Joe Biden made a stop in St. Louis last week on a sunny, balmy afternoon. He spoke at Mehlville High School in the heart of suburbia. When I arrived at the school there were police directing traffic, protesters with abortion signs across the street, button sellers at the corner and people everywhere.
Exhilaration filled my senses as I drove down Lemay Ferry Road scouring lots and streets for parking spaces. The lots filled, streets were jammed and businesses had posted threatening signs saying that if you parked in their lots the penalty was towing or imprisonment.
As I drove about, I contemplated the threatening signs and almost parked in a bowling alley lot anyway. I sat in the lot for several minutes finally deciding it was not worth a possible ticket, so I drove back up the street and tried again. When that attempt failed, I turned back and headed home.
I tried to justify my decision by saying it wasn't worth a two mile hike, that I was sparing myself the agony of being in a large crowd and possibly not finding a seat once inside. About half way home, my rationale failed and I turned back. I raced up the street and by a miracle, a space in one of the filled lots opened. I parked, and ran up the steps to the street.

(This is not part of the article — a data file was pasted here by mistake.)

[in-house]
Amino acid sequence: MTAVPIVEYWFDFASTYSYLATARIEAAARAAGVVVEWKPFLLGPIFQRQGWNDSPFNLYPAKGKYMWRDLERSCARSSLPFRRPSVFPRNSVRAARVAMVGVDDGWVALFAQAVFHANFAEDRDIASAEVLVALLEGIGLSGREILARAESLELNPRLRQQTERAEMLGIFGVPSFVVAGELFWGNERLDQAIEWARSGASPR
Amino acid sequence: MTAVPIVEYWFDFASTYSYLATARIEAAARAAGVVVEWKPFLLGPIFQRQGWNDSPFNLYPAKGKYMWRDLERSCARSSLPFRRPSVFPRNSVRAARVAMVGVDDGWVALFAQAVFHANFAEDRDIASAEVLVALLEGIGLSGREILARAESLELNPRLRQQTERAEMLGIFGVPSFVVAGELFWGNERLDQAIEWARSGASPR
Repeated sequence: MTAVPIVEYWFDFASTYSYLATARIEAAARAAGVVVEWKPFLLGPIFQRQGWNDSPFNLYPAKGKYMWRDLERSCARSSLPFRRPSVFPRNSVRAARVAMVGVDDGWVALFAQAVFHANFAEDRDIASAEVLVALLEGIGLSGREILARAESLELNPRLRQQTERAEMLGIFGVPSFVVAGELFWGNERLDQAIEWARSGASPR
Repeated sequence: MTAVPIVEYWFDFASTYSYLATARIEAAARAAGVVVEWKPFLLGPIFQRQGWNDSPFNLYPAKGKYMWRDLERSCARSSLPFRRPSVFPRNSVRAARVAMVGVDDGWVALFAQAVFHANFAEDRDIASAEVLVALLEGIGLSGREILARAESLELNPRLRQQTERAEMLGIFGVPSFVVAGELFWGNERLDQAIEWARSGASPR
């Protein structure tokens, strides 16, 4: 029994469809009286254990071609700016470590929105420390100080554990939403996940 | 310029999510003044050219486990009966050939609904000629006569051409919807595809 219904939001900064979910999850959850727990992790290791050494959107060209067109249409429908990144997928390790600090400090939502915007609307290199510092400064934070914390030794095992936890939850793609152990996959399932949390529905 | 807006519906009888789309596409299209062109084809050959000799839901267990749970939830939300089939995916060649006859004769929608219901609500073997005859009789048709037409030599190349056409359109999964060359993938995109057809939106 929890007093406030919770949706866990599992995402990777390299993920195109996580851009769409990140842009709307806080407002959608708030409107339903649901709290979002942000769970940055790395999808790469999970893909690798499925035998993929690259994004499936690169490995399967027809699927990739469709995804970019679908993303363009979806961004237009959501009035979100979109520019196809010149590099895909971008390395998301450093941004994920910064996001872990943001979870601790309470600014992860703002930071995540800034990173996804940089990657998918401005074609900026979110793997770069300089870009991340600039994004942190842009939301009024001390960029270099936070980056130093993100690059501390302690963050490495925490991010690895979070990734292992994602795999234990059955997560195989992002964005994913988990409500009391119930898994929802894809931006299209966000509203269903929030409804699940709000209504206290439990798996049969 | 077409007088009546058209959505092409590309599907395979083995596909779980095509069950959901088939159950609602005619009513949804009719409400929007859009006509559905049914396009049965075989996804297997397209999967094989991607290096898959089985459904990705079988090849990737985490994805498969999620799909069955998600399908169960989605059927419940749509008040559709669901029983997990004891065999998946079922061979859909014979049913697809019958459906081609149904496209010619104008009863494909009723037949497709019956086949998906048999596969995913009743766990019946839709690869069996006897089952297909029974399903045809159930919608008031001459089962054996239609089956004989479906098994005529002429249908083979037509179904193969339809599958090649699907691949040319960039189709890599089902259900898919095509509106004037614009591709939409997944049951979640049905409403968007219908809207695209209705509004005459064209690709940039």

A few people followed me as we scurried against the clock. We waited in line for security. Once inside, the time was upon us, and the volunteers indicated there were no seats left. By this time, I did not care. I was in. I felt the electricity buzzing around me and I blindly followed a worker who led me up the bleacher steps to a found seat.
Senator Biden rocked the house. He came out in his dark-colored suit, grabbed the mike and began to address the issues at hand. What impressed me was the way he explained, in human terms, how the Obama/Biden administration was going to actually effect change. He talked about health care and the ticket's desire to give everyone access to a congressional-type plan. He discussed Iraq and establishing a timeline with this country for our withdrawal. He spoke of Afghanistan, Georgia and Russia. He detailed a tax plan and college tuition challenges. He brought up job loss and its devastating effects, outsourcing and big company tax breaks. He addressed us as intelligent, thinking Americans.
I found myself standing up with applause, as many people did, many times. The woman beside me never stood up, never clapped and left early. I was not sure which side she was on, but at least she was there, listening and trying to determine if she agreed with the ideas or not.
When it was over and Joe Biden went around the floor shaking hands, I just stood there like a teenager at her first concert. Excitement and enthusiasm flared inside me and I knew this was a rare moment for me. I was a part of history with the simple act of attending and paying attention.
St. Louis will be the home for the Vice-Presidential debates. Biden and Palin will hammer it out. I think it will be worth it to get tickets and be part of another American first.